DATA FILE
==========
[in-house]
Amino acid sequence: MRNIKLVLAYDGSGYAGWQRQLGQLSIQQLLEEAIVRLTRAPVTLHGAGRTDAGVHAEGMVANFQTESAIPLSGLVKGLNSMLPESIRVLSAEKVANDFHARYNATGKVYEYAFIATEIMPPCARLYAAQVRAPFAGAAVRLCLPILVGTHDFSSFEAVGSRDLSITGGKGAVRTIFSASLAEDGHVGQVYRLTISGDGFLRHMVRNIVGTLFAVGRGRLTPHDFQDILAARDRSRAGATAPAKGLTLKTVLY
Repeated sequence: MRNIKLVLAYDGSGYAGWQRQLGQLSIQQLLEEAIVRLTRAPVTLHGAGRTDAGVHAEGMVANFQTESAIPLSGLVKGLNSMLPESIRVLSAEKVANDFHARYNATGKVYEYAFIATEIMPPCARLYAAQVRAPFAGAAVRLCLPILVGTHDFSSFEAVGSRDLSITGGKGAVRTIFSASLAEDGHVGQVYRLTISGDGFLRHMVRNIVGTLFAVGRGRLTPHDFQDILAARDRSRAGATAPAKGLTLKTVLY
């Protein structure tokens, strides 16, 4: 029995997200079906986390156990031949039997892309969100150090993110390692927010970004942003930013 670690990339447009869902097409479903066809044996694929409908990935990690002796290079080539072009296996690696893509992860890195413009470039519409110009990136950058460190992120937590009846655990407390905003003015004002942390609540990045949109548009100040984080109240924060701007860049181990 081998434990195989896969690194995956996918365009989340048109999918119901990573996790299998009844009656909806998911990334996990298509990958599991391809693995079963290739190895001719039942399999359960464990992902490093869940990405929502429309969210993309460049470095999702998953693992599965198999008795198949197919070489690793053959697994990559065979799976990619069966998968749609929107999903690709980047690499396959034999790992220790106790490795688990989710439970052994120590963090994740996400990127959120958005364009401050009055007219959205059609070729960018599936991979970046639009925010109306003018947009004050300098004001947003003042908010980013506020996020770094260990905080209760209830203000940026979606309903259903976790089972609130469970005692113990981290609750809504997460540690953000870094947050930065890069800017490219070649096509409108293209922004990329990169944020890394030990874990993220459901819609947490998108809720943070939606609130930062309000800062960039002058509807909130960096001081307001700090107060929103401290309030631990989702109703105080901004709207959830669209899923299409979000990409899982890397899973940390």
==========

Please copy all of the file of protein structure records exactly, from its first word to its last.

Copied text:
[in-house]
Amino acid sequence: MRNIKLVLAYDGSGYAGWQRQLGQLSIQQLLEEAIVRLTRAPVTLHGAGRTDAGVHAEGMVANFQTESAIPLSGLVKGLNSMLPESIRVLSAEKVANDFHARYNATGKVYEYAFIATEIMPPCARLYAAQVRAPFAGAAVRLCLPILVGTHDFSSFEAVGSRDLSITGGKGAVRTIFSASLAEDGHVGQVYRLTISGDGFLRHMVRNIVGTLFAVGRGRLTPHDFQDILAARDRSRAGATAPAKGLTLKTVLY
Repeated sequence: MRNIKLVLAYDGSGYAGWQRQLGQLSIQQLLEEAIVRLTRAPVTLHGAGRTDAGVHAEGMVANFQTESAIPLSGLVKGLNSMLPESIRVLSAEKVANDFHARYNATGKVYEYAFIATEIMPPCARLYAAQVRAPFAGAAVRLCLPILVGTHDFSSFEAVGSRDLSITGGKGAVRTIFSASLAEDGHVGQVYRLTISGDGFLRHMVRNIVGTLFAVGRGRLTPHDFQDILAARDRSRAGATAPAKGLTLKTVLY
């Protein structure tokens, strides 16, 4: 029995997200079906986390156990031949039997892309969100150090993110390692927010970004942003930013 670690990339447009869902097409479903066809044996694929409908990935990690002796290079080539072009296996690696893509992860890195413009470039519409110009990136950058460190992120937590009846655990407390905003003015004002942390609540990045949109548009100040984080109240924060701007860049181990 081998434990195989896969690194995956996918365009989340048109999918119901990573996790299998009844009656909806998911990334996990298509990958599991391809693995079963290739190895001719039942399999359960464990992902490093869940990405929502429309969210993309460049470095999702998953693992599965198999008795198949197919070489690793053959697994990559065979799976990619069966998968749609929107999903690709980047690499396959034999790992220790106790490795688990989710439970052994120590963090994740996400990127959120958005364009401050009055007219959205059609070729960018599936991979970046639009925010109306003018947009004050300098004001947003003042908010980013506020996020770094260990905080209760209830203000940026979606309903259903976790089972609130469970005692113990981290609750809504997460540690953000870094947050930065890069800017490219070649096509409108293209922004990329990169944020890394030990874990993220459901819609947490998108809720943070939606609130930062309000800062960039002058509807909130960096001081307001700090107060929103401290309030631990989702109703105080901004709207959830669209899923299409979000990409899982890397899973940390």